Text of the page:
December 8, 2020
By: Adam Reeson
With the NHL on a COVID hiatus this fall, many Canadian hockey fans have taken the opportunity to reflect on the great history of the game. Given my passion for hockey history and memorialization, a blog post about headstones for hockey players is long overdue. And, given the excitement of the news that the NHL is expected to return in the new year, this is a good time to share 5 Headstones for Hockey Players:
It is hard to imagine a greater example of Canadian manliness than Conn Smythe. He was an elite hockey player, who chose to serve his country in the First World War during the prime of his career. Upon returning from service, Smythe proved to be a savvy entrepreneur who through a series of moves, ended up owning the Toronto Maple Leafs and building Maple Leaf Gardens.
Truly a Canadian icon. He was buried in Park Lawn cemetery in Toronto where he is memorialized by a fairly simple, yet classy headstone.
It is hard to watch the likes of Miro Heiskanen, Quinn Hughes and Cale Makar in this year’s NHL playoffs without paying homage to the original ‘puck-moving’ defenceman, Eddie Shore. Born in Fort Qu’appelle, Saskatchewan, Shore went on to win a plethora of Norris Trophies and Stanley Cups with the Boston Bruins during his Hall of Fame NHL career.
Eddie Shore passed away in 1985 and was laid to rest in Hillcrest Park Cemetery in Springfield, Massachusetts. Shore’s marker is fairly modest, but is personalized with his iconic number 2 and hockey sticks to tell the story of his love of the game.
Aside from being known for winning an astounding 10 Stanley Cups with the Montreal Canadiens, Jean Beliveau was known across the NHL as one of the classiest players to ever lace up his skates. He remained a focal point of the Canadiens organization, right up until his passing in 2014.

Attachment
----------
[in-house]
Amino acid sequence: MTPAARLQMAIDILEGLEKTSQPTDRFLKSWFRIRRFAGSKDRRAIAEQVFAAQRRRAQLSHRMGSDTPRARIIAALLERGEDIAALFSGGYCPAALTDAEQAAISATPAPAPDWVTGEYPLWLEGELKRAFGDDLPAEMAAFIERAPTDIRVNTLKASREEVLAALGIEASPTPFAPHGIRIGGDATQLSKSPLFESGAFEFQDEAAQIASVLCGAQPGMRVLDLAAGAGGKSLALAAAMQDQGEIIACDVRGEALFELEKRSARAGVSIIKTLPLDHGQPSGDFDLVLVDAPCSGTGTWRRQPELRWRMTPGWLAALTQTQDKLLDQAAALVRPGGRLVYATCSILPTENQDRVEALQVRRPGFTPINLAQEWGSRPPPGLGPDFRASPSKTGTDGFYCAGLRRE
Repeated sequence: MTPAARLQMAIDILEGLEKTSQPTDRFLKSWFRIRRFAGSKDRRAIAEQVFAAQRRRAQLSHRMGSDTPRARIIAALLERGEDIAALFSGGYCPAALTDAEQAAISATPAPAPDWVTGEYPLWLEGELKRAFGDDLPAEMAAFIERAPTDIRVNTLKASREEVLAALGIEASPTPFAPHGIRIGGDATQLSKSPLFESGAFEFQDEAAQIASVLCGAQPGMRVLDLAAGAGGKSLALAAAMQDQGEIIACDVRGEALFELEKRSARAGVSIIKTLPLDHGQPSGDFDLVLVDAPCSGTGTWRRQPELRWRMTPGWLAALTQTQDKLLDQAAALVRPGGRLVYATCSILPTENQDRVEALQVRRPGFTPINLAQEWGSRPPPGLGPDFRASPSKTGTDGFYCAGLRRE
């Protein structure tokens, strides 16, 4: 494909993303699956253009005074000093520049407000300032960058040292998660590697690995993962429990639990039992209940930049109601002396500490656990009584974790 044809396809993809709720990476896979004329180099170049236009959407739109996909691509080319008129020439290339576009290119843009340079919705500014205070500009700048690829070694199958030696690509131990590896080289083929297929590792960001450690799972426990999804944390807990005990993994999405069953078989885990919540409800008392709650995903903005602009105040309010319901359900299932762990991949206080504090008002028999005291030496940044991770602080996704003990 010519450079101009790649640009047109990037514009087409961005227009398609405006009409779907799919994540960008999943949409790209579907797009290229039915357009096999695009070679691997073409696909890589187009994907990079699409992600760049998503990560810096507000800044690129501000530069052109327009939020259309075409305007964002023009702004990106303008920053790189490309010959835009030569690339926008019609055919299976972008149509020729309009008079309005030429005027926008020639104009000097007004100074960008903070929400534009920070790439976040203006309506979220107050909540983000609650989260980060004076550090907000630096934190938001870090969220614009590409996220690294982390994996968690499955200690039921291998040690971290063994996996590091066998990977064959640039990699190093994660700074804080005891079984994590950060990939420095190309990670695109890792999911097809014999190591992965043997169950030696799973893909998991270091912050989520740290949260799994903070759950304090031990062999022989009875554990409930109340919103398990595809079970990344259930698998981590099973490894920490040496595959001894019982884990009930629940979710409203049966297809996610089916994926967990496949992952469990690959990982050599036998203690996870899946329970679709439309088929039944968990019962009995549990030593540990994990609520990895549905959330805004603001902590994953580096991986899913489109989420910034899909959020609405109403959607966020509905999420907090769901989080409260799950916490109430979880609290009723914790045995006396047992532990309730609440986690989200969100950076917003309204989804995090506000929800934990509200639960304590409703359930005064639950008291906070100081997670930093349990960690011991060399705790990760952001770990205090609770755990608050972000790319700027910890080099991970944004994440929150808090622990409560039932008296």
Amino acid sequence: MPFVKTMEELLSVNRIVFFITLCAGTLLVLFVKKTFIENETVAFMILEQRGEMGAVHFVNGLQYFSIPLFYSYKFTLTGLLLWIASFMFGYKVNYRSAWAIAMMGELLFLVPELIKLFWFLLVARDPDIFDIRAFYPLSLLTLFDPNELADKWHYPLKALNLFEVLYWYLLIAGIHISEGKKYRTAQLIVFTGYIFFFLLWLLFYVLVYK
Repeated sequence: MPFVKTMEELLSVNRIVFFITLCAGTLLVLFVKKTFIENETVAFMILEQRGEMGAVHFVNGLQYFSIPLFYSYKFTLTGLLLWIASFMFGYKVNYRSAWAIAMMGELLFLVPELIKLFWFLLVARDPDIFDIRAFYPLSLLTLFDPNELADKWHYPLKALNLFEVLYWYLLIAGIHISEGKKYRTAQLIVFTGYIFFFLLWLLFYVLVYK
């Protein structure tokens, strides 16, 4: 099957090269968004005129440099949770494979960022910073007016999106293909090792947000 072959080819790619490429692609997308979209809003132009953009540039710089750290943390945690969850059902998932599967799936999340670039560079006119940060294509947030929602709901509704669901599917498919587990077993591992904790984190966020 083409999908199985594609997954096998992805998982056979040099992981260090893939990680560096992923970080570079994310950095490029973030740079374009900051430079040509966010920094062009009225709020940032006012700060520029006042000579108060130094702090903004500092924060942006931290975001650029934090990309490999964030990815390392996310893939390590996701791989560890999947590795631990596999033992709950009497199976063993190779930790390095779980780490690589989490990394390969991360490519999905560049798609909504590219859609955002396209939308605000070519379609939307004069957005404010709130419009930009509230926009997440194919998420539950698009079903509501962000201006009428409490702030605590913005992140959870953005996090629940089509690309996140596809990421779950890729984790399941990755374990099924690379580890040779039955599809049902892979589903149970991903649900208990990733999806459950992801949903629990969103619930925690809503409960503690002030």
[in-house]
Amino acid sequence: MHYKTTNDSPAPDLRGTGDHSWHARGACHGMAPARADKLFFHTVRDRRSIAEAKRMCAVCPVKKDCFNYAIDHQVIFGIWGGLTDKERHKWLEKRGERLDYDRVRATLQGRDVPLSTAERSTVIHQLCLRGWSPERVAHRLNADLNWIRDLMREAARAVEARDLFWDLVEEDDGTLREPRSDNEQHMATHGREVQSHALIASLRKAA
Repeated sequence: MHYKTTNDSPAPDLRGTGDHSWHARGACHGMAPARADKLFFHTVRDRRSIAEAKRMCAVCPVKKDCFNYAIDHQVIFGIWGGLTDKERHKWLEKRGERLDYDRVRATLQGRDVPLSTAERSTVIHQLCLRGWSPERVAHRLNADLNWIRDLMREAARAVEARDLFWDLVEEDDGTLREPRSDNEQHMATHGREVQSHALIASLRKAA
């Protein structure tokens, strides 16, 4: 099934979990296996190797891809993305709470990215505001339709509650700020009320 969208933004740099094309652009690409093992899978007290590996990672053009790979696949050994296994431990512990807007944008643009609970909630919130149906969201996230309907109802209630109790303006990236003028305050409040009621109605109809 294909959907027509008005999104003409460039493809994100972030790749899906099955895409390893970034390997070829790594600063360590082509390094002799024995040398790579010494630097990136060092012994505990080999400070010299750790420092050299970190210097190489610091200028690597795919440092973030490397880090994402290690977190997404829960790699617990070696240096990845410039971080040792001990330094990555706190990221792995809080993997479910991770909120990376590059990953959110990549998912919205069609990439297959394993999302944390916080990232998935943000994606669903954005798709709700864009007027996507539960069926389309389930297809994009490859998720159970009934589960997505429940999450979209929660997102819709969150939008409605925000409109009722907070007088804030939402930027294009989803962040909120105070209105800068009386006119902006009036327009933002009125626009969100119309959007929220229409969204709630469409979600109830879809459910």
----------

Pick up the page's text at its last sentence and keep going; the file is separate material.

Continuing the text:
Beliveau was buried at Cimetière Saint-Antoine-de-Padoue. His headstone is very well-crafted and is a terrific reflection of who he was as a person.
First class all the way.
Bill Barilko is a mythical figure in the history of hockey. He scored the winning goal in the 1951 Stanley Cup final for the Toronto Maple Leafs. Later that summer, he was tragically killed in a plane crash . The wreckage of the plane wasn’t discovered until 1962, coinciding with the next time the Leafs won the cup. His story inspired the Tragically Hip song, Fifty Mission Cap.
Barilko’s headstone in Timmins Memorial Cemetery in Timmins, Ontario is a great tribute to a hockey player. It features hockey sticks, a list of his Stanley Cup wins and a picture of Barilko in uniform.
Edouard “Newsy” Lalonde
I know, most of you are asking, “who”?
But, as a self-professed hockey history nerd, I know what a huge impact this former printer’s apprentice had during the early days of professional hockey. Lalonde initially played in several different professional leagues, including a stint with the WCHL’s Saskatoon Sheiks. Lalonde is most famous for being one of the original French Canadian stars to suit up for the bleu, blanc et rouge (Montreal Canadiens). He was inducted into the Hockey Hall of Fame in 1950.
His headstone in St. Columbans Cemetery in Cornwall, Ontario is fairly modest considering all that “Newsy” accomplished in his hockey career.
From fairly modest, to creative tributes, headstones for hockey players help keep the history of the game alive for generations to come.
For Frontier Monuments, I’m Adam Reeson.